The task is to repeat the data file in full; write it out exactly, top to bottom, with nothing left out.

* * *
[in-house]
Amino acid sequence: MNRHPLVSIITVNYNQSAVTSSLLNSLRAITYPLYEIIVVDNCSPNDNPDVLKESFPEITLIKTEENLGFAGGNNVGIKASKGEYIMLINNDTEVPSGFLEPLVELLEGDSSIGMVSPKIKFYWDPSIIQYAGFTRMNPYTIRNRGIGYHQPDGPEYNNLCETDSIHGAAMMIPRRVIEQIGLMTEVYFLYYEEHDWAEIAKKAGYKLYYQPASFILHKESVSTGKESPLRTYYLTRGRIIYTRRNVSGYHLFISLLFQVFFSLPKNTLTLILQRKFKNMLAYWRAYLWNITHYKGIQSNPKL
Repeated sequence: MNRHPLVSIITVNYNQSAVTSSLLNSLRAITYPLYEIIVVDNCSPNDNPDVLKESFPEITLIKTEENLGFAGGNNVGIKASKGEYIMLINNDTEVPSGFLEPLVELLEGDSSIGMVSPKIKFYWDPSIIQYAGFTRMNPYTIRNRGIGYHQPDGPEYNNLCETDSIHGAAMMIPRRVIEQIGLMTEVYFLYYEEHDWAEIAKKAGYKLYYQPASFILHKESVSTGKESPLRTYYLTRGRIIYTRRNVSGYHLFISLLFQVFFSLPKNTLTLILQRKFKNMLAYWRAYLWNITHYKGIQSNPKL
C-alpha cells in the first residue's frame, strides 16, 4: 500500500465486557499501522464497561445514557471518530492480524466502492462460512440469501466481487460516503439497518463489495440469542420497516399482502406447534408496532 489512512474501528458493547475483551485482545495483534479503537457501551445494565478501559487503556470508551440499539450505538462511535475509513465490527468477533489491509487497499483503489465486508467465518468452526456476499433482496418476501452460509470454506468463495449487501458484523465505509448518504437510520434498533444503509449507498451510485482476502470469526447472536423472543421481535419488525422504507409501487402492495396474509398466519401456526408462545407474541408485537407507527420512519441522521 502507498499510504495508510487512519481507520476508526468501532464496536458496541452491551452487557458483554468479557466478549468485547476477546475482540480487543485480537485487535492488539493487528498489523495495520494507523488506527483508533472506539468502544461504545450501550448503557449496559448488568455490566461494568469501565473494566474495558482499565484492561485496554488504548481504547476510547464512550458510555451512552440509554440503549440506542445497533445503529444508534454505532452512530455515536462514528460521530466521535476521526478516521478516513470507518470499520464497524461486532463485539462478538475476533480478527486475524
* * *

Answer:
[in-house]
Amino acid sequence: MNRHPLVSIITVNYNQSAVTSSLLNSLRAITYPLYEIIVVDNCSPNDNPDVLKESFPEITLIKTEENLGFAGGNNVGIKASKGEYIMLINNDTEVPSGFLEPLVELLEGDSSIGMVSPKIKFYWDPSIIQYAGFTRMNPYTIRNRGIGYHQPDGPEYNNLCETDSIHGAAMMIPRRVIEQIGLMTEVYFLYYEEHDWAEIAKKAGYKLYYQPASFILHKESVSTGKESPLRTYYLTRGRIIYTRRNVSGYHLFISLLFQVFFSLPKNTLTLILQRKFKNMLAYWRAYLWNITHYKGIQSNPKL
Repeated sequence: MNRHPLVSIITVNYNQSAVTSSLLNSLRAITYPLYEIIVVDNCSPNDNPDVLKESFPEITLIKTEENLGFAGGNNVGIKASKGEYIMLINNDTEVPSGFLEPLVELLEGDSSIGMVSPKIKFYWDPSIIQYAGFTRMNPYTIRNRGIGYHQPDGPEYNNLCETDSIHGAAMMIPRRVIEQIGLMTEVYFLYYEEHDWAEIAKKAGYKLYYQPASFILHKESVSTGKESPLRTYYLTRGRIIYTRRNVSGYHLFISLLFQVFFSLPKNTLTLILQRKFKNMLAYWRAYLWNITHYKGIQSNPKL
C-alpha cells in the first residue's frame, strides 16, 4: 500500500465486557499501522464497561445514557471518530492480524466502492462460512440469501466481487460516503439497518463489495440469542420497516399482502406447534408496532 489512512474501528458493547475483551485482545495483534479503537457501551445494565478501559487503556470508551440499539450505538462511535475509513465490527468477533489491509487497499483503489465486508467465518468452526456476499433482496418476501452460509470454506468463495449487501458484523465505509448518504437510520434498533444503509449507498451510485482476502470469526447472536423472543421481535419488525422504507409501487402492495396474509398466519401456526408462545407474541408485537407507527420512519441522521 502507498499510504495508510487512519481507520476508526468501532464496536458496541452491551452487557458483554468479557466478549468485547476477546475482540480487543485480537485487535492488539493487528498489523495495520494507523488506527483508533472506539468502544461504545450501550448503557449496559448488568455490566461494568469501565473494566474495558482499565484492561485496554488504548481504547476510547464512550458510555451512552440509554440503549440506542445497533445503529444508534454505532452512530455515536462514528460521530466521535476521526478516521478516513470507518470499520464497524461486532463485539462478538475476533480478527486475524